He had been concealing himself in his birthplace of Medellín, where Pablo Escobar was fatally wounded in the cranium while endeavoring to escape across the rooftops of the neighborhood Los Olivos on December 2, 1993.
In Medellín, a phone call originating from a middle-class neighborhood was intercepted by a Colombian electronic surveillance team. Since his escape from La Catedral prison, the narcotics kingpin had been pursued for 16 months by the Search Bloc, a specialized unit of the Colombian National Police focused on locating and apprehending Escobar.
When the call abruptly ended, it appeared that Escobar was aware of being under suspicion. The authorities quickly identified the caller as Escobar, as he had dialed his son’s number, Juan Pablo Escobar.
As the authorities closed in, Escobar and his bodyguard Alvaro de Jesus Agudelo, also known as “El Limón,” escaped across the rooftops.
Pablo Escobar was killed by gunshots to the ear, torso, and leg. Escobar and El Limón turned as their shooting came to an end. They opened fire as the Search Bloc ran towards them. Their goal was behind a row of houses on the side of the street.
“Long live Colombia!” A soldier from the Search Bloc shouted as the gunfire died down. “We have just eliminated Pablo Escobar!”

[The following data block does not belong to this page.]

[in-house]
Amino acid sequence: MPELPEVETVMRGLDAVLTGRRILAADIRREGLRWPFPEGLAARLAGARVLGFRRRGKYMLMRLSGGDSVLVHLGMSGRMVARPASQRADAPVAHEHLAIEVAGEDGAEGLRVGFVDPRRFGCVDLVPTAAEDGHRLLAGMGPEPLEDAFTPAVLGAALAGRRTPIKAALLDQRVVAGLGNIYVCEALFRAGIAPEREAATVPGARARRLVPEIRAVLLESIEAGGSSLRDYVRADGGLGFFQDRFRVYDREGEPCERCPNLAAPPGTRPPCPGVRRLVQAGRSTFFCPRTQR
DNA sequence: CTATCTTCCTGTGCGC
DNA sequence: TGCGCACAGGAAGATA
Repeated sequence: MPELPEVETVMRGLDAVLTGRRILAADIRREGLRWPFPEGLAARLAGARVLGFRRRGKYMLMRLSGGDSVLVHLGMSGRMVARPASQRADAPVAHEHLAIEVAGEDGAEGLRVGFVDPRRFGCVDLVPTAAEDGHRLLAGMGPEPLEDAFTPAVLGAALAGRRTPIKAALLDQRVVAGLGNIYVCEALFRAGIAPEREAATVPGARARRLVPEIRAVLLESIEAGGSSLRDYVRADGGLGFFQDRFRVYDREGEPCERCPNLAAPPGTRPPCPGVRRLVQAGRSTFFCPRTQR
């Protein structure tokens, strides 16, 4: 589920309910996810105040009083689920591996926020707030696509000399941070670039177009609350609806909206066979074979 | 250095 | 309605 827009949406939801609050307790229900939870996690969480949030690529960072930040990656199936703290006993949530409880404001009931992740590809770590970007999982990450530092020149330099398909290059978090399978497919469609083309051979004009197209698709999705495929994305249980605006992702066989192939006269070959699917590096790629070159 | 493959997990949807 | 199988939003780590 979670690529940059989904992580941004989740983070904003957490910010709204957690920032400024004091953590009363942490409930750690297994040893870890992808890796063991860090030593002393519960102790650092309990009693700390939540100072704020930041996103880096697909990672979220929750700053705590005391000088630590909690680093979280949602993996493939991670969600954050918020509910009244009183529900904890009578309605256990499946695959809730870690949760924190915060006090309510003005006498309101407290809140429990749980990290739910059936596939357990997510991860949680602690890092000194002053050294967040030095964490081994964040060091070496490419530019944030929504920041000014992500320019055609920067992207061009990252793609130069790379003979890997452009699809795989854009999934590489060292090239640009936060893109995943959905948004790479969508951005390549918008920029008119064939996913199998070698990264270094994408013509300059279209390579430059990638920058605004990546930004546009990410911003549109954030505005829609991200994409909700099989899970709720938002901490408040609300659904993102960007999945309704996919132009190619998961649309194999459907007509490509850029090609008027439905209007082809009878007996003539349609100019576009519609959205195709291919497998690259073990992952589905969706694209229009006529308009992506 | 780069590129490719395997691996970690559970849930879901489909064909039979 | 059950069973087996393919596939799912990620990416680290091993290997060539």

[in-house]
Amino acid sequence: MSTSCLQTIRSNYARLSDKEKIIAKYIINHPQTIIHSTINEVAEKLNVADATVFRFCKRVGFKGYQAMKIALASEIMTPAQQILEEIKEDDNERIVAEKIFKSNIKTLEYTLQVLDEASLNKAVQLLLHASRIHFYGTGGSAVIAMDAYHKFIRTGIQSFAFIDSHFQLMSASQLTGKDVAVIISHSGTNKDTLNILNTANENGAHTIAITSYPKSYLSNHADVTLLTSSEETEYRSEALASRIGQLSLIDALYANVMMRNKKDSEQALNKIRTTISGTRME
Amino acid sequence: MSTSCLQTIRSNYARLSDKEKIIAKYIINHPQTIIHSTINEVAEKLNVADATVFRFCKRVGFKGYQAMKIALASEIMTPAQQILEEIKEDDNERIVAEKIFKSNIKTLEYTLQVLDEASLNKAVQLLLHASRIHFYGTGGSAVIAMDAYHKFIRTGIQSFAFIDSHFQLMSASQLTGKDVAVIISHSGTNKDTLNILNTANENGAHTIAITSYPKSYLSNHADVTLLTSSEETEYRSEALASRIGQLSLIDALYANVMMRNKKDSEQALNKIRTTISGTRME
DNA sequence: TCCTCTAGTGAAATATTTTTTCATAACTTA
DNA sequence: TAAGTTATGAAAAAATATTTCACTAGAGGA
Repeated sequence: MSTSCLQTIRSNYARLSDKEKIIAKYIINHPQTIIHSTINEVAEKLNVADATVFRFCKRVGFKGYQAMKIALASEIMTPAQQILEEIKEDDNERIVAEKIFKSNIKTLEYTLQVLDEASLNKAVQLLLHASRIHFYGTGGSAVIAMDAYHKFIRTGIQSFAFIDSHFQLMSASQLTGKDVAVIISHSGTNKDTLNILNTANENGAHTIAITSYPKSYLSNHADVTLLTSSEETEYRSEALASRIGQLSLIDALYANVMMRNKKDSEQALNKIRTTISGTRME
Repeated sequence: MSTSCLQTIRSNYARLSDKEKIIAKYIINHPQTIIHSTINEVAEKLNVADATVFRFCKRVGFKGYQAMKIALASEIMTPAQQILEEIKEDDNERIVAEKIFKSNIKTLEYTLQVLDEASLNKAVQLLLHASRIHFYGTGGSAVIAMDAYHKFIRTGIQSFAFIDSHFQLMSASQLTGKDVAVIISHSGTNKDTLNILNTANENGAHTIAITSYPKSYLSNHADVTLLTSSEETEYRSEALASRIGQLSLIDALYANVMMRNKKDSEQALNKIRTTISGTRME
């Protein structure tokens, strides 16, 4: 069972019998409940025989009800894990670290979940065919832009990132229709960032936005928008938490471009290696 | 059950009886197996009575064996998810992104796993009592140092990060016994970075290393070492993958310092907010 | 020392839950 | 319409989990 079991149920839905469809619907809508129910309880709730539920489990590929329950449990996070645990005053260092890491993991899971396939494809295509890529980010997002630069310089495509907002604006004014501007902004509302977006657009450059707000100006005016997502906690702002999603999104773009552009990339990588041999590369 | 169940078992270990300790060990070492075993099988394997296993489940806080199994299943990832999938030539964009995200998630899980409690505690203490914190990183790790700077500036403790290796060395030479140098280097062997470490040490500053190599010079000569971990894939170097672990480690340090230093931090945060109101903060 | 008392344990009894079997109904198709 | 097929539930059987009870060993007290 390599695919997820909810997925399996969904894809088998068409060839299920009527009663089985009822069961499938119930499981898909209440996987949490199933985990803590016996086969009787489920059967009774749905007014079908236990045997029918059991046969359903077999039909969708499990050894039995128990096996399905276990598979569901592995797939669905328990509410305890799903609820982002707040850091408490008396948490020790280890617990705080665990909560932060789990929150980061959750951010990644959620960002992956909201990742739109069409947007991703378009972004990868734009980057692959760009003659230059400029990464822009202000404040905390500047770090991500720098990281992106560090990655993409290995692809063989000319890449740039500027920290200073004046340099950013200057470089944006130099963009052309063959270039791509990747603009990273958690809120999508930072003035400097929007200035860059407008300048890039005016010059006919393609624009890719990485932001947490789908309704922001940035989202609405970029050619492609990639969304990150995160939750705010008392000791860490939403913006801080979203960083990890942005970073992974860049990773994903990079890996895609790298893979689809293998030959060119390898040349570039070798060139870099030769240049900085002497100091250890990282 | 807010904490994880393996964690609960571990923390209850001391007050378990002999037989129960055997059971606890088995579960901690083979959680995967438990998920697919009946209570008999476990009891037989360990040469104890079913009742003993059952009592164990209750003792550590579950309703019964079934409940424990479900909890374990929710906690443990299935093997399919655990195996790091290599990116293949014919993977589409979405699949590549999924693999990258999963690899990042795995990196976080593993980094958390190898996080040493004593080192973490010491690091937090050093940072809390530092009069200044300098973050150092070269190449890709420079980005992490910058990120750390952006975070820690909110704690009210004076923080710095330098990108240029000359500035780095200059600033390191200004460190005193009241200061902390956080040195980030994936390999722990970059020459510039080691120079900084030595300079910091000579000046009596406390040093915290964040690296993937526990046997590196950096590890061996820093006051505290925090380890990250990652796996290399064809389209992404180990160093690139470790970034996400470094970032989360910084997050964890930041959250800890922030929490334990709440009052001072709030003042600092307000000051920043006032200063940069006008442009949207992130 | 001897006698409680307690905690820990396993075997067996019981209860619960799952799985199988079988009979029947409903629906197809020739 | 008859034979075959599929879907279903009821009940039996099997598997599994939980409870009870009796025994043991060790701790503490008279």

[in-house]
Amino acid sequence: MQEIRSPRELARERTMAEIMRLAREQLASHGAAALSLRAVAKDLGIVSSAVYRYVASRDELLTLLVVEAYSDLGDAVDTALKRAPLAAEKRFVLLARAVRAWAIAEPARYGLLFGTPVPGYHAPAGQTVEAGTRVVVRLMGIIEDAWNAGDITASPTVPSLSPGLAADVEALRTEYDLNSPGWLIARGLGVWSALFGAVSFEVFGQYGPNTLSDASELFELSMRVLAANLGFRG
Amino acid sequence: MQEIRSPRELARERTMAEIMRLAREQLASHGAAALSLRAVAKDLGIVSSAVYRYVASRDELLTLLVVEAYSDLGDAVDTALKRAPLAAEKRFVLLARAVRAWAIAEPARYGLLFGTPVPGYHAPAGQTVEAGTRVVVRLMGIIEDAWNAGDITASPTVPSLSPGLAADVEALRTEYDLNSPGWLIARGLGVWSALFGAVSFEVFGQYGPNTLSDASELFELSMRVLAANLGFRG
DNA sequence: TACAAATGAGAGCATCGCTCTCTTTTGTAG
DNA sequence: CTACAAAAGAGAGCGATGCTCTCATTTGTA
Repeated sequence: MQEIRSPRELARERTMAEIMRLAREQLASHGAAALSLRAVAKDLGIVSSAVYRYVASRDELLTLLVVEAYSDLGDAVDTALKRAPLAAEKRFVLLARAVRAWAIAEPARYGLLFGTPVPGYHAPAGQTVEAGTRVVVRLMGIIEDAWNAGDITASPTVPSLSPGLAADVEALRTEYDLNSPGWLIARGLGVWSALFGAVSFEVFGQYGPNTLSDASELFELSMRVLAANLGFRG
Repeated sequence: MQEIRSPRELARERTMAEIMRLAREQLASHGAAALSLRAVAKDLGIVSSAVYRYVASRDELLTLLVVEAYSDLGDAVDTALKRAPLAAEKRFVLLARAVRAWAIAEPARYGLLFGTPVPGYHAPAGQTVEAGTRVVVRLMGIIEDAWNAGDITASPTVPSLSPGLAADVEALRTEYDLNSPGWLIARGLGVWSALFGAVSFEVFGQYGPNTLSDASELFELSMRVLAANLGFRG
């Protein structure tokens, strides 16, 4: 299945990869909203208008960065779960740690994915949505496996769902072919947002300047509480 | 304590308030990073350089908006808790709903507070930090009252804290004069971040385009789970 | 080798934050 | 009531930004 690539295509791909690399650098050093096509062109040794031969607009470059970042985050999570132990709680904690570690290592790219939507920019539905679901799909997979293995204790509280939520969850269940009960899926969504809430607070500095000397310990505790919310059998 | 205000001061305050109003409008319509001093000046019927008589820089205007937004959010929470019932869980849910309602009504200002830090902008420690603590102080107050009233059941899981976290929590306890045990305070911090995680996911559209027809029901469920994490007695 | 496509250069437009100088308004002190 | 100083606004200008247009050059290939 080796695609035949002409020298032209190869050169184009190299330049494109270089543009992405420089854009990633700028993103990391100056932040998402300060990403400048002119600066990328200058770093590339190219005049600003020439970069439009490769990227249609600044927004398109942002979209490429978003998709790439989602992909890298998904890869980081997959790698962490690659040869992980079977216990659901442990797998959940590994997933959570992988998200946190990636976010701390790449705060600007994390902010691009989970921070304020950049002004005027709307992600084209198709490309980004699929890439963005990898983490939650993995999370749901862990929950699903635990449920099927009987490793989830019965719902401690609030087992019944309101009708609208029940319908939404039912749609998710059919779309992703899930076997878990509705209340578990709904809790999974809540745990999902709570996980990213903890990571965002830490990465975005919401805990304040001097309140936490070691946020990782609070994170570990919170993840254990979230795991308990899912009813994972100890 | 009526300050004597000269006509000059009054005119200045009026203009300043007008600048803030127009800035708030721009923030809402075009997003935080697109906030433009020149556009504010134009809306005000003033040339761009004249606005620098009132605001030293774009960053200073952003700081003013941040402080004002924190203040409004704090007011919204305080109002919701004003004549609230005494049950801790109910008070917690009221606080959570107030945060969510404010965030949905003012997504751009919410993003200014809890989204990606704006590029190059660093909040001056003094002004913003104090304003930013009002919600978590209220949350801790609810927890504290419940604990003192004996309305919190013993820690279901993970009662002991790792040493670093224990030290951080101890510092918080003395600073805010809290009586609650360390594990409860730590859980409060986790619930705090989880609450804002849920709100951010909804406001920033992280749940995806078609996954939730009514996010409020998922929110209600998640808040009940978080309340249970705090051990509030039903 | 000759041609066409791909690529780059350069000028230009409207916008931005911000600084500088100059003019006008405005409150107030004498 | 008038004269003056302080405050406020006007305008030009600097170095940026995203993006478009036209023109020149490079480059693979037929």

On top of the barrio rooftop, the lifeless and bloodied corpse of Pablo Escobar is sprawled. The Search Bloc members and a group of cheerful Colombian police officials are standing nearby. This gruesome aftermath has been forever etched in history through a captured image.
The final confrontation was influenced by adversaries of Escobar, a vigilante organization composed of Los Pepes, although there were speculations. The demise of Escobar was attributed to and widely commemorated by the Bloc Search Party.
According to released CIA documents in 2008, General Antonio Miguel Padilla Gomez, the national director of the Colombian police, had worked closely with Fidel Castano, a paramilitary leader and rival to Escobar and Los Pepes, in the intelligence gathering of a certain matter.
However, the Colombian police refused to believe that Pablo Escobar himself had been shot, insisting that he would have made sure it was on his own terms. There were also rumors that the drug lord had been taken down by the Colombian police, but the Escobar family refused to believe in those particular rumors.
The two brothers of Escobar insisted that his death had been a suicide, claiming that the fatal wound’s location was proof that it had been self-inflicted.
Brother one said, “If he was really cornered without a way out, he would say to me every day that he would ‘shoot himself’ through the ear.”
He passed away in accordance with his own preferences — if the general public discovered, there was a possibility of a media frenzy instead of finding solace in the knowledge of his departure. The true source of the bullet that ended his life remains unknown, whether the Colombian Police were unwilling to acknowledge the possibility of Pablo Escobar’s suicide or they were simply content with his absence.